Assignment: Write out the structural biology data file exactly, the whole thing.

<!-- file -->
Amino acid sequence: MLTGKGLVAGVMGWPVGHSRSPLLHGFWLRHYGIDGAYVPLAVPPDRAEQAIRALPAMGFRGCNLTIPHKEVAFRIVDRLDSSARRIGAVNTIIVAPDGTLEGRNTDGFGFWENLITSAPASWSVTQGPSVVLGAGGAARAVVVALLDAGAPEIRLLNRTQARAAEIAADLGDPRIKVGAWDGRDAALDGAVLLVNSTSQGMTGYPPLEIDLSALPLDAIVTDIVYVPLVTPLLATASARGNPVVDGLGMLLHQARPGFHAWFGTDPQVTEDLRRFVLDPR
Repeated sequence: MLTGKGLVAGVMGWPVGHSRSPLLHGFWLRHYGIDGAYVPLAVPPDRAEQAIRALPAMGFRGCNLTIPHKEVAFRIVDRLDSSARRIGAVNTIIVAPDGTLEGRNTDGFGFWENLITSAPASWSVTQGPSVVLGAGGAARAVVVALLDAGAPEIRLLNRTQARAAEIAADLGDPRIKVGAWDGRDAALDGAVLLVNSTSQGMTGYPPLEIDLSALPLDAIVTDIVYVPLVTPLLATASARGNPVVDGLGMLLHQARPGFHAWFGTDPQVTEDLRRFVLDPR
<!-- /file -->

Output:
Amino acid sequence: MLTGKGLVAGVMGWPVGHSRSPLLHGFWLRHYGIDGAYVPLAVPPDRAEQAIRALPAMGFRGCNLTIPHKEVAFRIVDRLDSSARRIGAVNTIIVAPDGTLEGRNTDGFGFWENLITSAPASWSVTQGPSVVLGAGGAARAVVVALLDAGAPEIRLLNRTQARAAEIAADLGDPRIKVGAWDGRDAALDGAVLLVNSTSQGMTGYPPLEIDLSALPLDAIVTDIVYVPLVTPLLATASARGNPVVDGLGMLLHQARPGFHAWFGTDPQVTEDLRRFVLDPR
Repeated sequence: MLTGKGLVAGVMGWPVGHSRSPLLHGFWLRHYGIDGAYVPLAVPPDRAEQAIRALPAMGFRGCNLTIPHKEVAFRIVDRLDSSARRIGAVNTIIVAPDGTLEGRNTDGFGFWENLITSAPASWSVTQGPSVVLGAGGAARAVVVALLDAGAPEIRLLNRTQARAAEIAADLGDPRIKVGAWDGRDAALDGAVLLVNSTSQGMTGYPPLEIDLSALPLDAIVTDIVYVPLVTPLLATASARGNPVVDGLGMLLHQARPGFHAWFGTDPQVTEDLRRFVLDPR